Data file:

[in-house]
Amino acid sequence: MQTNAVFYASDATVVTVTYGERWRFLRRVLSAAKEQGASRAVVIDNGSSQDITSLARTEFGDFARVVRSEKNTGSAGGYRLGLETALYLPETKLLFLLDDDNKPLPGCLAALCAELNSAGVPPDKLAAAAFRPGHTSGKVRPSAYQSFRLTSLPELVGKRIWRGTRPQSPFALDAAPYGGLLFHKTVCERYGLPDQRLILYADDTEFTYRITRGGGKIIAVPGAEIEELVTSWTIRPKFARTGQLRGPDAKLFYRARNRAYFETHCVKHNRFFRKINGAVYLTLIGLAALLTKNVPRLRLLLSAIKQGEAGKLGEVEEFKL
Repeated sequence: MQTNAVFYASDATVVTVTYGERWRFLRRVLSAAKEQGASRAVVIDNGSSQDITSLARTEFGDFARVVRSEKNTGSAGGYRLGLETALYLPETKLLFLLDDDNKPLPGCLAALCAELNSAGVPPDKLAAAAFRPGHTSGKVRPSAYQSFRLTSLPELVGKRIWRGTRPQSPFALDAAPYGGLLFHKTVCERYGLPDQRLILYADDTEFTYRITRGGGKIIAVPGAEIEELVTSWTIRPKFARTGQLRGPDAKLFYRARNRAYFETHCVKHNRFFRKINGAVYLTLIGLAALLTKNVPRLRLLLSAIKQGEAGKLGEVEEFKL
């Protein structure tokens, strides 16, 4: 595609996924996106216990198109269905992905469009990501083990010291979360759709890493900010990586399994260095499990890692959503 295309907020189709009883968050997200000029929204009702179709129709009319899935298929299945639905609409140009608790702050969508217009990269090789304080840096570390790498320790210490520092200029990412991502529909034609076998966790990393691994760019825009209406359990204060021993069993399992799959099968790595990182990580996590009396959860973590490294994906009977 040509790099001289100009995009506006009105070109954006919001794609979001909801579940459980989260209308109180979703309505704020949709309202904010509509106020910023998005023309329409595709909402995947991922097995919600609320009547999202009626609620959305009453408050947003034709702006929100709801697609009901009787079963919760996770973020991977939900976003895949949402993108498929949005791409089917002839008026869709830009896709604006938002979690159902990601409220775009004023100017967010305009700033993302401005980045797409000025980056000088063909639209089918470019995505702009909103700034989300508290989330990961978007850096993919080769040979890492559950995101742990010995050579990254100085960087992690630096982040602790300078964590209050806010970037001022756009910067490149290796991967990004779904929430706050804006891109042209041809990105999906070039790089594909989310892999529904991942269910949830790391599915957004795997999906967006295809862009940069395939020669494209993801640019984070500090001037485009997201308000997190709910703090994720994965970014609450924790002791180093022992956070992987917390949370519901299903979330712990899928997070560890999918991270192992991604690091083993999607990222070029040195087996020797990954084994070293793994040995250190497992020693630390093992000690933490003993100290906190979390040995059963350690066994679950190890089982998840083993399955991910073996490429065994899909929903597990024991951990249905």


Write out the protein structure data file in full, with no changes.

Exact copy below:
[in-house]
Amino acid sequence: MQTNAVFYASDATVVTVTYGERWRFLRRVLSAAKEQGASRAVVIDNGSSQDITSLARTEFGDFARVVRSEKNTGSAGGYRLGLETALYLPETKLLFLLDDDNKPLPGCLAALCAELNSAGVPPDKLAAAAFRPGHTSGKVRPSAYQSFRLTSLPELVGKRIWRGTRPQSPFALDAAPYGGLLFHKTVCERYGLPDQRLILYADDTEFTYRITRGGGKIIAVPGAEIEELVTSWTIRPKFARTGQLRGPDAKLFYRARNRAYFETHCVKHNRFFRKINGAVYLTLIGLAALLTKNVPRLRLLLSAIKQGEAGKLGEVEEFKL
Repeated sequence: MQTNAVFYASDATVVTVTYGERWRFLRRVLSAAKEQGASRAVVIDNGSSQDITSLARTEFGDFARVVRSEKNTGSAGGYRLGLETALYLPETKLLFLLDDDNKPLPGCLAALCAELNSAGVPPDKLAAAAFRPGHTSGKVRPSAYQSFRLTSLPELVGKRIWRGTRPQSPFALDAAPYGGLLFHKTVCERYGLPDQRLILYADDTEFTYRITRGGGKIIAVPGAEIEELVTSWTIRPKFARTGQLRGPDAKLFYRARNRAYFETHCVKHNRFFRKINGAVYLTLIGLAALLTKNVPRLRLLLSAIKQGEAGKLGEVEEFKL
């Protein structure tokens, strides 16, 4: 595609996924996106216990198109269905992905469009990501083990010291979360759709890493900010990586399994260095499990890692959503 295309907020189709009883968050997200000029929204009702179709129709009319899935298929299945639905609409140009608790702050969508217009990269090789304080840096570390790498320790210490520092200029990412991502529909034609076998966790990393691994760019825009209406359990204060021993069993399992799959099968790595990182990580996590009396959860973590490294994906009977 040509790099001289100009995009506006009105070109954006919001794609979001909801579940459980989260209308109180979703309505704020949709309202904010509509106020910023998005023309329409595709909402995947991922097995919600609320009547999202009626609620959305009453408050947003034709702006929100709801697609009901009787079963919760996770973020991977939900976003895949949402993108498929949005791409089917002839008026869709830009896709604006938002979690159902990601409220775009004023100017967010305009700033993302401005980045797409000025980056000088063909639209089918470019995505702009909103700034989300508290989330990961978007850096993919080769040979890492559950995101742990010995050579990254100085960087992690630096982040602790300078964590209050806010970037001022756009910067490149290796991967990004779904929430706050804006891109042209041809990105999906070039790089594909989310892999529904991942269910949830790391599915957004795997999906967006295809862009940069395939020669494209993801640019984070500090001037485009997201308000997190709910703090994720994965970014609450924790002791180093022992956070992987917390949370519901299903979330712990899928997070560890999918991270192992991604690091083993999607990222070029040195087996020797990954084994070293793994040995250190497992020693630390093992000690933490003993100290906190979390040995059963350690066994679950190890089982998840083993399955991910073996490429065994899909929903597990024991951990249905």